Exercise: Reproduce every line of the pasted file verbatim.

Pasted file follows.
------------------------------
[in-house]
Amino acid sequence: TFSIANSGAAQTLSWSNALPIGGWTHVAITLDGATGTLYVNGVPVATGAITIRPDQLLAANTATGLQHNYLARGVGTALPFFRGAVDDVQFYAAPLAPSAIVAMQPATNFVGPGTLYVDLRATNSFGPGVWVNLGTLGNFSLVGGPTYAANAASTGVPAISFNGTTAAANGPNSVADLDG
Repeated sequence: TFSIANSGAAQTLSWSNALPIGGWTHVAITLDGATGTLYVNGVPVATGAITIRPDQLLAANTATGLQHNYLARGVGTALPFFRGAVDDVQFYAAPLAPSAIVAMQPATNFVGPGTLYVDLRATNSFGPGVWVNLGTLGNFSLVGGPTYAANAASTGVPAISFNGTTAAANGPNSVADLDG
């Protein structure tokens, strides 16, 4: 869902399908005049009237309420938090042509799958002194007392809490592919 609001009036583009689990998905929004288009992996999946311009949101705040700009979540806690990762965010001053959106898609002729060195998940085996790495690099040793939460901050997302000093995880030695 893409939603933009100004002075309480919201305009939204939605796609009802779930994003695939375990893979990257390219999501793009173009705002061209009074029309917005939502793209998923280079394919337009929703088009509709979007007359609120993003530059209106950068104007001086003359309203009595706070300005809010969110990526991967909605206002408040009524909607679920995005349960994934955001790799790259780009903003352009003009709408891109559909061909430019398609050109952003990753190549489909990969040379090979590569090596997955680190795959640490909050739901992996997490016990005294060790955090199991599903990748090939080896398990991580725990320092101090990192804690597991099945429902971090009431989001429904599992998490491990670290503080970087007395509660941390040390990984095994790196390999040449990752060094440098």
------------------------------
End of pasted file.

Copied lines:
[in-house]
Amino acid sequence: TFSIANSGAAQTLSWSNALPIGGWTHVAITLDGATGTLYVNGVPVATGAITIRPDQLLAANTATGLQHNYLARGVGTALPFFRGAVDDVQFYAAPLAPSAIVAMQPATNFVGPGTLYVDLRATNSFGPGVWVNLGTLGNFSLVGGPTYAANAASTGVPAISFNGTTAAANGPNSVADLDG
Repeated sequence: TFSIANSGAAQTLSWSNALPIGGWTHVAITLDGATGTLYVNGVPVATGAITIRPDQLLAANTATGLQHNYLARGVGTALPFFRGAVDDVQFYAAPLAPSAIVAMQPATNFVGPGTLYVDLRATNSFGPGVWVNLGTLGNFSLVGGPTYAANAASTGVPAISFNGTTAAANGPNSVADLDG
């Protein structure tokens, strides 16, 4: 869902399908005049009237309420938090042509799958002194007392809490592919 609001009036583009689990998905929004288009992996999946311009949101705040700009979540806690990762965010001053959106898609002729060195998940085996790495690099040793939460901050997302000093995880030695 893409939603933009100004002075309480919201305009939204939605796609009802779930994003695939375990893979990257390219999501793009173009705002061209009074029309917005939502793209998923280079394919337009929703088009509709979007007359609120993003530059209106950068104007001086003359309203009595706070300005809010969110990526991967909605206002408040009524909607679920995005349960994934955001790799790259780009903003352009003009709408891109559909061909430019398609050109952003990753190549489909990969040379090979590569090596997955680190795959640490909050739901992996997490016990005294060790955090199991599903990748090939080896398990991580725990320092101090990192804690597991099945429902971090009431989001429904599992998490491990670290503080970087007395509660941390040390990984095994790196390999040449990752060094440098």